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Head2Head Review:
Fujifilm FinePix S2000HD vs. Kodak EasyShare Z1015 IS

Posted by Teresa Hanafin  October 14, 2009 04:25 PM

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Kodak-Fujifilm Matchup

By Emily Raymond
Head2Head Reviews Staff

Introduction: The Matchup

Sign of the times? The Kodak EasyShare Z1015 IS and Fujifilm FinePix S2000HD merge enthusiast and budget concerns, adding economy to the popular ultra-zoom class.

These two digital cameras look strikingly similar. Both compacts are fitted with thick SLR-styled handgrips, versatile 15x optical zoom lenses, and large LCD screens. Internally, the similarities continue: both the Kodak Z1015 IS and Fujifilm S2000HD feature 10-megapixel resolution, face detection, image stabilization systems, a blend of manual and automatic controls, and high-definition video.

 
Kodak Fujifilm Controls

The FinePix S2000 sits within Fujifilm’s “S” (for “serious”) line of digital cameras. Despite its “serious” designation, the S2000 does not have an Aperture-Priority mode; nor can it capture RAW files. The Kodak Z1015 does record RAW images and has a full range of manual modes, but lacks a manual white balance setting.

These ultra-zoom digital cameras offer virtually identical options for the same $279.95 price tag. But which will help you get better photos?

Key Advantages

 
Kodak Fujifilm Key Advantages

Image Quality & Performance

With matching specs and nearly identical designs, we sought distinction in the image quality. Photos from the Kodak Z1015 IS proved to hold an advantage in sharpness throughout the zoom range. The difference, however, is more a function of the Kodak EasyShare’s aggressive in-camera processing (creating the impression of sharpness by increasing edge contrast) than a mark of superior optics.

Fujifilm Wide Angle ISO 400 Kodak Wide Angle ISO 400
Wide-angle shots at ISO 400: Fujifilm (left) and Kodak


Fujifilm Zoom ISO 800 Kodak Zoom ISO 800
Full-zoom shots at ISO 800: Fujifilm (left) and Kodak

The processing prowess of the Kodak EasyShare Z1015 IS is also evident in the lower noise levels the camera maintains through its highest sensitivity settings, an area in which Fujifilm has historically been a leader.

Photos from the Fujifilm S2000HD, however, yield more faithful color reproduction throughout its entire range. The Fujifilm also edged out the Kodak at ISO 800 in all areas: sharpness, noise, dynamic range, and color reproduction.

The Main Event: Zoom Lens

 
Kodak Fujifilm Lenses
Fujifilm (left) and Kodak lenses

The lens is what makes or breaks this type of camera. It’s what you pay for. The Kodak Z1015 IS and Fujifilm S2000HD have nearly identical 15x zoom ranges, with only a slight shift in equivalent focal lengths. The Fujifilm S2000’s Fujinon lens measures 27.6-414mm, while the Kodak Z1015’s 15x Schneider-Kreuznach lens spans an equivalent 28-420mm.

At full wide angle, both offer selectable aperture settings of f/3.5 and f/7. At full telephoto, it closes to f/5.4 and f/10.8. With just the two settings, the manual selection is more like adding and removing a filter than adjusting the aperture.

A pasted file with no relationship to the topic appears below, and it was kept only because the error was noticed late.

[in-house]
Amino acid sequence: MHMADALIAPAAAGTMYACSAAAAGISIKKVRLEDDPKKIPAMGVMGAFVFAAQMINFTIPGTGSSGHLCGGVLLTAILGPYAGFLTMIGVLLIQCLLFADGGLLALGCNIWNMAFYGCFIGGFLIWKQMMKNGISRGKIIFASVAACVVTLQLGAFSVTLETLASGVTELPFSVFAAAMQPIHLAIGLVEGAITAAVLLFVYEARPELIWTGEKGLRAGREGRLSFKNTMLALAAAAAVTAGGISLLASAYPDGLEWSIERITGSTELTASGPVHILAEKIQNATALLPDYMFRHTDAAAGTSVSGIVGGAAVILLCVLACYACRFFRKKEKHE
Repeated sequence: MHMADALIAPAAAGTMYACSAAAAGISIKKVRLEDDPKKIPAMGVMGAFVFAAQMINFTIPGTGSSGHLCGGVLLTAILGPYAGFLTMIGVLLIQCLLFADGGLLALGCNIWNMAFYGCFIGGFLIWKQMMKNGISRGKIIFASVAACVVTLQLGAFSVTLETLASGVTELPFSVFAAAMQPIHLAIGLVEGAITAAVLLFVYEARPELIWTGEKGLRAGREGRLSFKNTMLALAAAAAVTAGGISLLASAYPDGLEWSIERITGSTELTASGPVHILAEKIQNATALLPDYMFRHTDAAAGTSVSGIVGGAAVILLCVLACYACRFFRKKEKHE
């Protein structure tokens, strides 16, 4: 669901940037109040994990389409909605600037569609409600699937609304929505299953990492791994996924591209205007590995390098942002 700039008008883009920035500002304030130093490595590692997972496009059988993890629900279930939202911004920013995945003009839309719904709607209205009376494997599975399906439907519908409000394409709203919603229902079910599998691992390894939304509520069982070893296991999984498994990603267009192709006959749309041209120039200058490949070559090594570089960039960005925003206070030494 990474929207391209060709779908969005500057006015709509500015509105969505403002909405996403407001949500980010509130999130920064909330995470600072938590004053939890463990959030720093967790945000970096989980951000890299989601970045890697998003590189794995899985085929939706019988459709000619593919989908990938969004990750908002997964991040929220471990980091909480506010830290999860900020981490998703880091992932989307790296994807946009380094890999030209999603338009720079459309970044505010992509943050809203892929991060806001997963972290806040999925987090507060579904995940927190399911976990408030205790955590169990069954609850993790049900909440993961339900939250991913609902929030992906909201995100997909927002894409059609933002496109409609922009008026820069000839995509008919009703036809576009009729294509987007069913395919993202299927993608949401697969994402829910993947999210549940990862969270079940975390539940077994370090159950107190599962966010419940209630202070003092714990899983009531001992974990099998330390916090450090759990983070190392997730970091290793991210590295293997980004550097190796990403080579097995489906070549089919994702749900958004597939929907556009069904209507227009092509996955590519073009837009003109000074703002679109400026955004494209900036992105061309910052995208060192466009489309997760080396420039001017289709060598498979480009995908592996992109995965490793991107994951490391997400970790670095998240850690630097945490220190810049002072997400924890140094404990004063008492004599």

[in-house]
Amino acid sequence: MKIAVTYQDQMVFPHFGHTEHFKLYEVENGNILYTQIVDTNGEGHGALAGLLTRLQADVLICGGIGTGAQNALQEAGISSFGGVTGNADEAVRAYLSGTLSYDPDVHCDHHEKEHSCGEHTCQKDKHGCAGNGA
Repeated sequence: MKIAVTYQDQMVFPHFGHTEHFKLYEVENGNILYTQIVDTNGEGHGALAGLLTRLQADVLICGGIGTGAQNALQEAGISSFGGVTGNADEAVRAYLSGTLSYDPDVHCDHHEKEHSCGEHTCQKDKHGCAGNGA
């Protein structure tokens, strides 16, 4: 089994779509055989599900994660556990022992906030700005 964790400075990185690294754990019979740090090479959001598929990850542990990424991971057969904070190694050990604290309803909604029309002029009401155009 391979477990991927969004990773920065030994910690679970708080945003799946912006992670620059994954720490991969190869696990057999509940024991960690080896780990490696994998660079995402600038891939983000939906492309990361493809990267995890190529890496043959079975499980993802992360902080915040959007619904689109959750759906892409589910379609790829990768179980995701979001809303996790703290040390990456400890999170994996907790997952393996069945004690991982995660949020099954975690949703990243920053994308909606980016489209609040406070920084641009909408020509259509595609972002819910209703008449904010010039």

Both cameras integrate image stabilization to support the featured optic and to ensure handheld telephoto shots are sharp. Kodak uses an optical image stabilization system built into the lens, while Fujifilm puts its support mechanism around the imaging sensor. We didn’t notice any significant difference in performance between the two of them; we found both systems supplied around 2 - 2.5 stops of additional latitude.

Ultimately, both of these lenses supply adequate - though not spectacular - performance with minimal distinction between the two.

Face off: HD Video
A main attraction on these cameras is their high-definition movie modes. Both capture 1280 x 720-pixel resolution video at a full 30 frames per second. The Kodak stands as a clear winner in this area of the head-to-head. The EasyShare Z1015 IS records longer clips and stereo audio, and maintains full functionality of its optical image stabilization system in video mode. Conversely, Fujifilm’s CCD-shift system works only while snapping still shots; it has a less effective electronic version of stabilization for its movies.

Value Assessment
Both the Kodak EasyShare Z1015 IS and the Fujifilm FinePix S2000HD are priced just below $279.99. Carrying nearly identical still features and performance, a critical value distinction lies in integration of HD video. If you’re interested in watching your high-definition videos straight from the camera, it’ll cost $99.99 to get the Kodak HDTV Dock or $49.95 to get Fujifilm’s HD connection cable. The Kodak is the better camera, but it will cost more if you want to hook it up to your HDTV.

Conclusion
These 10-megapixel ultra-zoom digital cameras both pack versatile feature sets and 15x zoom lenses into relatively portable frames for under $300. There won’t be many consumers regretting either choice at the current price; however, the Kodak nudges out the Fujifilm in most still photo quality and all major video quality measures. Without worrying about investing in a system or additional lenses beyond this purchase, the Kodak EasyShare Z1015 IS is the clear winner here.

Read a full, detailed review of these cameras on Head2Head Reviews.

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